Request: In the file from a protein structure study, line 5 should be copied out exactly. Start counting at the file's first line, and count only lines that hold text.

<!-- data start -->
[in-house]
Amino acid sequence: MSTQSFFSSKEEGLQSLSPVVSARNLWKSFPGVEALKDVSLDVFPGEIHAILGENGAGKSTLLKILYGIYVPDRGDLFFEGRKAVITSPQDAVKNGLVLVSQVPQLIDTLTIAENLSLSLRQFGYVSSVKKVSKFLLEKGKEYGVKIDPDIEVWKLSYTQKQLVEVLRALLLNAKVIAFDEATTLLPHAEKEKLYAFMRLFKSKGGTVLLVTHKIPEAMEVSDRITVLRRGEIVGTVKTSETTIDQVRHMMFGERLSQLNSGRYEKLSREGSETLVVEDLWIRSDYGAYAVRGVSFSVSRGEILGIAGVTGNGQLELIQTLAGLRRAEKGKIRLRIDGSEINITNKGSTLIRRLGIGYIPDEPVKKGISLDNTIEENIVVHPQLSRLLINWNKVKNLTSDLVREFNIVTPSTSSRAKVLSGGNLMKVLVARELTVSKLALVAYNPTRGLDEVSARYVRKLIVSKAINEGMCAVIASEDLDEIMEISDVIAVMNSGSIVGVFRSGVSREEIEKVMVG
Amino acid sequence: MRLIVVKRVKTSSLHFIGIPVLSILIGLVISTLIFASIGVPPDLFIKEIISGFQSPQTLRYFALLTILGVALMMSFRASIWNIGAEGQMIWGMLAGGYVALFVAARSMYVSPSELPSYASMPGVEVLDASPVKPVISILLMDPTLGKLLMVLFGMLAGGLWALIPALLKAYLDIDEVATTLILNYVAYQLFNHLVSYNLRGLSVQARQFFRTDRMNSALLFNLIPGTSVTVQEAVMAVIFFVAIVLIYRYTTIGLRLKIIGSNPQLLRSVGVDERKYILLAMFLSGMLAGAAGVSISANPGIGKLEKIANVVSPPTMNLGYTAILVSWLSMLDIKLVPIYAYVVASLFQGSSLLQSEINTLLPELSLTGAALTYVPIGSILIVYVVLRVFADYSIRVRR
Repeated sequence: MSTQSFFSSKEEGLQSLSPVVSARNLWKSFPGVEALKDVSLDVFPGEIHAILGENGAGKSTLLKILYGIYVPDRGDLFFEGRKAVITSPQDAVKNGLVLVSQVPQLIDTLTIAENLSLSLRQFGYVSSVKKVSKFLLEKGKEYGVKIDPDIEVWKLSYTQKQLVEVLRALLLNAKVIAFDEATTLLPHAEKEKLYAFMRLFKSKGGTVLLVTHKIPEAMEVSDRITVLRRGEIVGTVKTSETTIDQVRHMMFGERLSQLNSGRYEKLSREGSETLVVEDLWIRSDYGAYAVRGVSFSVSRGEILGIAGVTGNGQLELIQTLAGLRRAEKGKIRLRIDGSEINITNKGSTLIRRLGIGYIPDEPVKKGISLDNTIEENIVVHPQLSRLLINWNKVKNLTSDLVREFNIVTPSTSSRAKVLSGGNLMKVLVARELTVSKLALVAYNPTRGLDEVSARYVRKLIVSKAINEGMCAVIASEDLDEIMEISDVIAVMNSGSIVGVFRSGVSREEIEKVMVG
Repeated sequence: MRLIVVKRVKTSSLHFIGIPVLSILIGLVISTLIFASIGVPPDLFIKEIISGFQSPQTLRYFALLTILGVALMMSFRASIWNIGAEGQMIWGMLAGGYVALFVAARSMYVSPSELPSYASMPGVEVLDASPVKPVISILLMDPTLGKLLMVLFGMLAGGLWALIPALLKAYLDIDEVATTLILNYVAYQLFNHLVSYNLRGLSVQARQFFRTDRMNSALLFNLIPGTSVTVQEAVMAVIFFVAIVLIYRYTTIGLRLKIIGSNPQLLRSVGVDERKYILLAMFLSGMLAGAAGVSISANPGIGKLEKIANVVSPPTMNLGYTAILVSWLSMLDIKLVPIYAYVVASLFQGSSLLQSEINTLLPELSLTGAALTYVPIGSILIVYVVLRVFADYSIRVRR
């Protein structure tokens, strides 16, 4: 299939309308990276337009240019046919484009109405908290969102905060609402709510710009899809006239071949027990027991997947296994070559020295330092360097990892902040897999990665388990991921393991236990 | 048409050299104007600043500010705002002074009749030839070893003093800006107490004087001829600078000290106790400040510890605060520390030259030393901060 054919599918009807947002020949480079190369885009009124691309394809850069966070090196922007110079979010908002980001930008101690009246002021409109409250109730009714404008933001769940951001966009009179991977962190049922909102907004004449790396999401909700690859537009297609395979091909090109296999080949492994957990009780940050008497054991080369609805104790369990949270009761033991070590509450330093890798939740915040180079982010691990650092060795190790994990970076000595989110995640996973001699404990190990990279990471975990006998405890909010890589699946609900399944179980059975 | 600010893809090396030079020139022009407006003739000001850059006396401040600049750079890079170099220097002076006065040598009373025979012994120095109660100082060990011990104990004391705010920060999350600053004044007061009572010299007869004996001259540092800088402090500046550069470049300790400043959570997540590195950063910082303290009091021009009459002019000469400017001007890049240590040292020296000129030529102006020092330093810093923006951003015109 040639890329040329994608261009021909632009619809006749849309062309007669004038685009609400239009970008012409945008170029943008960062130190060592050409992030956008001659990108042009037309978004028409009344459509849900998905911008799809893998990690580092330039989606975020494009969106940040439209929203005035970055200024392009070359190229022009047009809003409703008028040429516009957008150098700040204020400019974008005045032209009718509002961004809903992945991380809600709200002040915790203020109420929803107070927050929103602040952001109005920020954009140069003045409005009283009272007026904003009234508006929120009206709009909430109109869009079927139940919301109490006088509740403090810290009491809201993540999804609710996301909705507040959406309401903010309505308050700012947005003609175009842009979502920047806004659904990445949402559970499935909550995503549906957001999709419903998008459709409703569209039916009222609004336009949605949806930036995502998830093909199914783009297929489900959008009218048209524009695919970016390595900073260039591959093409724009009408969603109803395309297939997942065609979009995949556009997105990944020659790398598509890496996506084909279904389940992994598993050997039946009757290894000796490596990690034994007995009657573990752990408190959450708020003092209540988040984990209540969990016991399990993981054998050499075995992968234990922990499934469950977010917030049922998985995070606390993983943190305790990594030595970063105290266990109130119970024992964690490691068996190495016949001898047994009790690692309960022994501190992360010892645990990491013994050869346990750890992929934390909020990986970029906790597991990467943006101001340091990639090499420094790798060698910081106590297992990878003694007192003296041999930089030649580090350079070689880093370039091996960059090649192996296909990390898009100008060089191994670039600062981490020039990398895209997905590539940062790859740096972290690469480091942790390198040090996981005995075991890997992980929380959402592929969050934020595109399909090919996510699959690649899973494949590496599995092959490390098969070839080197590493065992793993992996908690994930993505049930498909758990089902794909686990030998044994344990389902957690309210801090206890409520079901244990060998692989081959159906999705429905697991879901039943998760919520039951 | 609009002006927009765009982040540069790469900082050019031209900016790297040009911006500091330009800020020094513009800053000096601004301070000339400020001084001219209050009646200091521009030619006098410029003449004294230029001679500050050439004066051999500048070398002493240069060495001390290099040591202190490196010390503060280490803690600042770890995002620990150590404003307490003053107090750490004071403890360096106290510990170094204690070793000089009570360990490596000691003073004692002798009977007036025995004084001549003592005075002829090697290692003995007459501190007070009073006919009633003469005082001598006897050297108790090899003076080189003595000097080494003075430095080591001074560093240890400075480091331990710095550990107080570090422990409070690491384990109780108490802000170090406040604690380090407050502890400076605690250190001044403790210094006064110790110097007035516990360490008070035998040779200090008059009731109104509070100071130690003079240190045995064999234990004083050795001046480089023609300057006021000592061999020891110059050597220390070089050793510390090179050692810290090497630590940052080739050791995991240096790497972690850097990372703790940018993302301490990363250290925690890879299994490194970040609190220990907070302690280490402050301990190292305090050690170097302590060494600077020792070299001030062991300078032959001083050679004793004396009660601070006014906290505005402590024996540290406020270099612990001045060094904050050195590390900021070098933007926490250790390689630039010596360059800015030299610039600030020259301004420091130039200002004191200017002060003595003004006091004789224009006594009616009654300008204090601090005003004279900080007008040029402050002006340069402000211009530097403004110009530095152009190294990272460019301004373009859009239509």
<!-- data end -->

Repeated sequence: MRLIVVKRVKTSSLHFIGIPVLSILIGLVISTLIFASIGVPPDLFIKEIISGFQSPQTLRYFALLTILGVALMMSFRASIWNIGAEGQMIWGMLAGGYVALFVAARSMYVSPSELPSYASMPGVEVLDASPVKPVISILLMDPTLGKLLMVLFGMLAGGLWALIPALLKAYLDIDEVATTLILNYVAYQLFNHLVSYNLRGLSVQARQFFRTDRMNSALLFNLIPGTSVTVQEAVMAVIFFVAIVLIYRYTTIGLRLKIIGSNPQLLRSVGVDERKYILLAMFLSGMLAGAAGVSISANPGIGKLEKIANVVSPPTMNLGYTAILVSWLSMLDIKLVPIYAYVVASLFQGSSLLQSEINTLLPELSLTGAALTYVPIGSILIVYVVLRVFADYSIRVRR